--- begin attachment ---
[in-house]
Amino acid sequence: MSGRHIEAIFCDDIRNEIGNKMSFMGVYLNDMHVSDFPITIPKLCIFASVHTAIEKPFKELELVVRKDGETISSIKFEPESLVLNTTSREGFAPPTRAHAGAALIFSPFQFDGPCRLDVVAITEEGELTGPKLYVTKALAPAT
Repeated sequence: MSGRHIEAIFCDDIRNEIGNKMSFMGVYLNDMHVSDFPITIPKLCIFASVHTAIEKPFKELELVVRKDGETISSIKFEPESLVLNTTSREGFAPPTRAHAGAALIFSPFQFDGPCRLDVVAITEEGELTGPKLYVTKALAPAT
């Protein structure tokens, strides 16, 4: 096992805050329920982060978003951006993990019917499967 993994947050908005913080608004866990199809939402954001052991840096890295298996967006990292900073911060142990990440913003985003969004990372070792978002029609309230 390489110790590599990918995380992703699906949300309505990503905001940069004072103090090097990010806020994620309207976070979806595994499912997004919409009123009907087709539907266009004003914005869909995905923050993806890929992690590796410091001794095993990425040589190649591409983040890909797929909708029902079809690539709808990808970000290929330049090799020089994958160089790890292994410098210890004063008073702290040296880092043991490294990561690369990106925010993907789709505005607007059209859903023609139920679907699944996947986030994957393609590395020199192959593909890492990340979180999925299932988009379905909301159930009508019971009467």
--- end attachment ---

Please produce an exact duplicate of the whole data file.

[in-house]
Amino acid sequence: MSGRHIEAIFCDDIRNEIGNKMSFMGVYLNDMHVSDFPITIPKLCIFASVHTAIEKPFKELELVVRKDGETISSIKFEPESLVLNTTSREGFAPPTRAHAGAALIFSPFQFDGPCRLDVVAITEEGELTGPKLYVTKALAPAT
Repeated sequence: MSGRHIEAIFCDDIRNEIGNKMSFMGVYLNDMHVSDFPITIPKLCIFASVHTAIEKPFKELELVVRKDGETISSIKFEPESLVLNTTSREGFAPPTRAHAGAALIFSPFQFDGPCRLDVVAITEEGELTGPKLYVTKALAPAT
């Protein structure tokens, strides 16, 4: 096992805050329920982060978003951006993990019917499967 993994947050908005913080608004866990199809939402954001052991840096890295298996967006990292900073911060142990990440913003985003969004990372070792978002029609309230 390489110790590599990918995380992703699906949300309505990503905001940069004072103090090097990010806020994620309207976070979806595994499912997004919409009123009907087709539907266009004003914005869909995905923050993806890929992690590796410091001794095993990425040589190649591409983040890909797929909708029902079809690539709808990808970000290929330049090799020089994958160089790890292994410098210890004063008073702290040296880092043991490294990561690369990106925010993907789709505005607007059209859903023609139920679907699944996947986030994957393609590395020199192959593909890492990340979180999925299932988009379905909301159930009508019971009467």